Picture shows the glass-bottomed bridge across the Zhangjiajie Grand Canyon on June 12, 2016 in Zhangjiajie, Hunan Province of China. The bridge stretched 430 meters long, 6 meters wide and the biggest vertical drop was 1,430 meters under the path. (Photo by VCG/VCG via Getty Images)

Skywalk at the Grand Canyon on the Hualapai Indian Reservation at Grand Canyon West, Ariz.

(AP Photo/Ross D. Franklin)

Willis Tower, Chicago.

The observation deck of the 108-story Willis Tower (formerly named the Sears Tower), January 15, 2014. Over one million people visit its observation deck each year. The 1,451-foot building is home to United Airlines's main office.

(Photo by Robert Nickelsberg/Getty Images)

CN Tower, Toronto.

(AP Photo/The Canadian Press, Darren Calabrese)

Langkawi Sky Bridge, Malaysia.

It's a curved pedestrian bridge built on top of Mt. Machinchang at a height of 700 meters above sea level. The bridge is suspended from a 82 meter pylon swinging out over the landscape to give visitors a unique view of the surrounding area and neighboring islands.

(Photo by John S Lander/LightRocket via Getty Images)

Blackpool, England.

 The observation deck at the top of the tower becomes the Blackpool Tower Eye and features a skywalk made of glass overlooking the sea and the promenade.

(Photo by Christopher Furlong/Getty Images)

Zhangjiajie, China.

Aerial view of tourists walking on the 100-meter-long and 1.6-meter-wide glass skywalk clung the cliff of Tianmen Mountain (or Tianmenshan Mountain) in Zhangjiajie National Forest Park on August 1, 2016 in Zhangjiajie, Hunan Province of China. The Coiling Dragon Cliff skywalk, featuring a total of 99 road turns, layers after another, is the third glass skywalk on the Tianmen Mountain (or Tianmenshan Mountain).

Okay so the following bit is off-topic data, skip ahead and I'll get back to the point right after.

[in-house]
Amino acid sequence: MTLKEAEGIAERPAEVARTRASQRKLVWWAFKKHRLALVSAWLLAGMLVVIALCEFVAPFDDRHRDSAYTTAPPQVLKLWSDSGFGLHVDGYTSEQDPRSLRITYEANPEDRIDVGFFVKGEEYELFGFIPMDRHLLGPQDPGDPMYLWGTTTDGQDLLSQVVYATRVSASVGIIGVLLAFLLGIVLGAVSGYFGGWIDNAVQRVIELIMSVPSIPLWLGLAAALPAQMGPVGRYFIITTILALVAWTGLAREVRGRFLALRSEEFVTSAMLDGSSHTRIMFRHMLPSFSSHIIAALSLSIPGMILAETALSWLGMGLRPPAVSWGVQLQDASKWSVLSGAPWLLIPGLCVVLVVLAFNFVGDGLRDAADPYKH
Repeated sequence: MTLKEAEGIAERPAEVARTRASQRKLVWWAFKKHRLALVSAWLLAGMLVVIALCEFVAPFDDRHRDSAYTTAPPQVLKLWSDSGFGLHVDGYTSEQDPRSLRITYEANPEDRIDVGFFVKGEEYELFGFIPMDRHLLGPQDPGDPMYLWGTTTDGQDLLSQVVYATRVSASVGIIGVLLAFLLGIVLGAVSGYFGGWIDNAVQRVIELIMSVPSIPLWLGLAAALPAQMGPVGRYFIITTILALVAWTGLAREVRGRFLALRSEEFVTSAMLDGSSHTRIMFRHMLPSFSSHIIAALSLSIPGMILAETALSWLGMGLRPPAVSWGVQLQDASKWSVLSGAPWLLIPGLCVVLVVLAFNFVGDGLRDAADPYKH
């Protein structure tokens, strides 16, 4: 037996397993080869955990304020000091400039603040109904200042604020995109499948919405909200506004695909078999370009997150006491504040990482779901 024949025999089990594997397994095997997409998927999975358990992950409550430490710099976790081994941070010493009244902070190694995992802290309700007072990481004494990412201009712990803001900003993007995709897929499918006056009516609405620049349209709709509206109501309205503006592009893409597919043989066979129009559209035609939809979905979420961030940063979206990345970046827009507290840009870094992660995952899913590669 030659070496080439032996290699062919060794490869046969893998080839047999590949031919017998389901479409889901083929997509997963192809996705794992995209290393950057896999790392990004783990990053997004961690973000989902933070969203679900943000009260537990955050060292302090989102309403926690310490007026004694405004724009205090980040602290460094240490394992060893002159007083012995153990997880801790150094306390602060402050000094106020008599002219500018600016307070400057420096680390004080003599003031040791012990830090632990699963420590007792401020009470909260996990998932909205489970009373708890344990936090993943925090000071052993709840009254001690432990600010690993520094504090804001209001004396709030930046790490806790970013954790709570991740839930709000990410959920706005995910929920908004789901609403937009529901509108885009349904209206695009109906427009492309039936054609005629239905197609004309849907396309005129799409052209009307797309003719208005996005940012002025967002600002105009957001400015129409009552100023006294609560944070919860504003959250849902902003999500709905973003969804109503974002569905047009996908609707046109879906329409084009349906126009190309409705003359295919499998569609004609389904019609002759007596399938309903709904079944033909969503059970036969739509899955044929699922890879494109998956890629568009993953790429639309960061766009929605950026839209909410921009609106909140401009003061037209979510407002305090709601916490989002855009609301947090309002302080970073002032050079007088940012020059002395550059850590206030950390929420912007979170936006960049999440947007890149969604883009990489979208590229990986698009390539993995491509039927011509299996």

(Photo by VCG/VCG via Getty Images)

Auckland's Sky Tower, New Zealand.

Steeplejacks celebrate the completion of electrical and construction work on Auckland's Sky Tower.

Dachstein Mountains, Austria.

People on the 'Stairway to Nothingness' on the Dachstein Mountains.

Lion's Head, Cape Town, South Africa.

Lion's Head is known for spectacular views over both the city and the Atlantic Seaboard, and the hike to the top is particularly popular hike in the city and people hike up during full moon. Its slopes are also a popular launching point for paragliders.

(Photo by Nardus Engelbrecht/Gallo Images/Getty Images)

Via Ferrata, Telluride, Colorado. 

Traversing the Main Event section of the Via Ferrata. 

Capilano River, Vancouver.

The Capilano Suspension Bridge across the Capilano River in Vancouver, British Columbia, Canada, circa 1960.

(Photo by Archive Photos/Getty Images)

Royal Gorge in Colorado Springs.
Devil's pool, Victoria Falls, Zambia.
Stone Stairway, Skellig Michael, Ireland.

El Caminito del Ray, Malaga Spain.

'El Caminito del Rey', which was built in 1905 and winds through the Gaitanes Gorge, reopened last weekend after a safer footpath was installed above the original. The path, known as the most dangerous footpath in the world, was closed after two fatal accidents in 1999 and 2000. The restoration started in 2011 and reportedly cost 5.5 million euros.

(Photo by David Ramos/Getty Images)

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Chances are both your legs and arms will be sore, walking miles and snapping pics along the way.

Chilling out on the beach in Australia's Byron Bay comes in fourth.

You need to relax after all of that walking.

Rounding out the top 5 list is learning how to make pizza in Italy.

A culinary experience you can't get back in the states, that's for sure!